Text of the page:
The pope has been striking back against capitalism for more than a century

November 26, 2013
November 26, 2013
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Look at this radical anti-capitalist.(Wikimedia Commons)

Can you believe the latest papal news, hot off the presses in Rome? Everyone’s talking about how a Catholic pope would criticize capitalism with words like these:

On inequality and the financialization of the economy: “Hence, by degrees it has come to pass that working men have been surrendered, isolated and helpless, to the hardheartedness of employers and the greed of unchecked competition. The mischief has been increased by rapacious usury, which, although more than once condemned by the Church, is nevertheless, under a different guise, but with like injustice, still practiced by covetous and grasping men. To this must be added that the hiring of labor and the conduct of trade are concentrated in the hands of comparatively few; so that a small number of very rich men have been able to lay upon the teeming masses of the laboring poor a yoke little better than that of slavery itself.”

On the welfare state:  “As regards the State, the interests of all, whether high or low, are equal. The members of the working classes are citizens by nature and by the same right as the rich; they are real parts, living the life which makes up, through the family, the body of the commonwealth; and it need hardly be said that they are in every city very largely in the majority. It would be irrational to neglect one portion of the citizens and favor another, and therefore the public administration must duly and solicitously provide for the welfare and the comfort of the working classes; otherwise, that law of justice will be violated which ordains that each man shall have his due.”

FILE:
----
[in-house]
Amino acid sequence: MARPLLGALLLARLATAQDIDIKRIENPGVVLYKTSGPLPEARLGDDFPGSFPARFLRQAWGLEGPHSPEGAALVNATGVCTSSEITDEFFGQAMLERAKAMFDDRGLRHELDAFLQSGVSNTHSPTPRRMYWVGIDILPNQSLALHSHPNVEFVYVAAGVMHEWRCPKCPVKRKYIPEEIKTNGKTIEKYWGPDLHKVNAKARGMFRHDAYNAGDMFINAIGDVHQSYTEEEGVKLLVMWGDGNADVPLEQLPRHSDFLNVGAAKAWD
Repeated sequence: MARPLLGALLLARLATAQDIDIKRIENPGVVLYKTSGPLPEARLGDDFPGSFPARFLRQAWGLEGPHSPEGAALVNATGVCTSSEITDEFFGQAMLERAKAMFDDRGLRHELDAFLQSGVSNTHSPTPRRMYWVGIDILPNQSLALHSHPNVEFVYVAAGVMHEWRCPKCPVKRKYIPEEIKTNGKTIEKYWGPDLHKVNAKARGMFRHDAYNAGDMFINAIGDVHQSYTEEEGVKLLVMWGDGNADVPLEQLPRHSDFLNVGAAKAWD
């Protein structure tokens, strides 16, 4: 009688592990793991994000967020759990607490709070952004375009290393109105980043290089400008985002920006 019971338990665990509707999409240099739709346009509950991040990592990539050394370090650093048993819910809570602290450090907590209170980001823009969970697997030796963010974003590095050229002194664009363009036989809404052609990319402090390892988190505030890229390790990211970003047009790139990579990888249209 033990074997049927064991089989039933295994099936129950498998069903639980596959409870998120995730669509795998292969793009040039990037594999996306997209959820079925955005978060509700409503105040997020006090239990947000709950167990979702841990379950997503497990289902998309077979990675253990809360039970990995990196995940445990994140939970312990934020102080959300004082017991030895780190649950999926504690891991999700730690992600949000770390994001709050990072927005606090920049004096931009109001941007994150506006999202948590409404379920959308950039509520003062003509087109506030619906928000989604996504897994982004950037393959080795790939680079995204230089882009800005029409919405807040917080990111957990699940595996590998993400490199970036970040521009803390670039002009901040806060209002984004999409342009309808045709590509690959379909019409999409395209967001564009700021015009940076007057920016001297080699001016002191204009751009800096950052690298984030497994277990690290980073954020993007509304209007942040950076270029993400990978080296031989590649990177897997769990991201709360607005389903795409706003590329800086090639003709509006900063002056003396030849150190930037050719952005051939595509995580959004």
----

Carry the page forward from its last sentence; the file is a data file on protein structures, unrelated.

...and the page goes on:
On the virtues of wealth and poverty: “Therefore, those whom fortune favors are warned that riches do not bring freedom from sorrow and are of no avail for eternal happiness, but rather are obstacles; that the rich should tremble at the threatenings of Jesus Christ—threatenings so unwonted in the mouth of our Lord—and that a most strict account must be given to the Supreme Judge for all we possess…God Himself seems to incline rather to those who suffer misfortune; for Jesus Christ calls the poor “blessed”; He lovingly invites those in labor and grief to come to Him for solace; and He displays the tenderest charity toward the lowly and the oppressed. These reflections cannot fail to keep down the pride of the well-to-do, and to give heart to the unfortunate.”

On the abuse of workers:  “The first thing of all to secure is to save unfortunate working people from the cruelty of men of greed, who use human beings as mere instruments for money-making. It is neither just nor human so to grind men down with excessive labor as to stupefy their minds and wear out their bodies.”

Oh, wait. Got my encyclicals mixed up. This is all from 1891, when Pope Leo XIII was trying to find a Catholic alternative to socialism and capitalism, which became central to the church’s economic thought, like the text you’re probably looking for today: The 2013 apostolic exhortation of Pope Francis, which strikes similar themes. The 2013 version is more strident and specific, but perhaps that’s because so little has changed.

Read This Next: Pope Francis: “We can no longer trust in the unseen forces and the invisible hand of the market”

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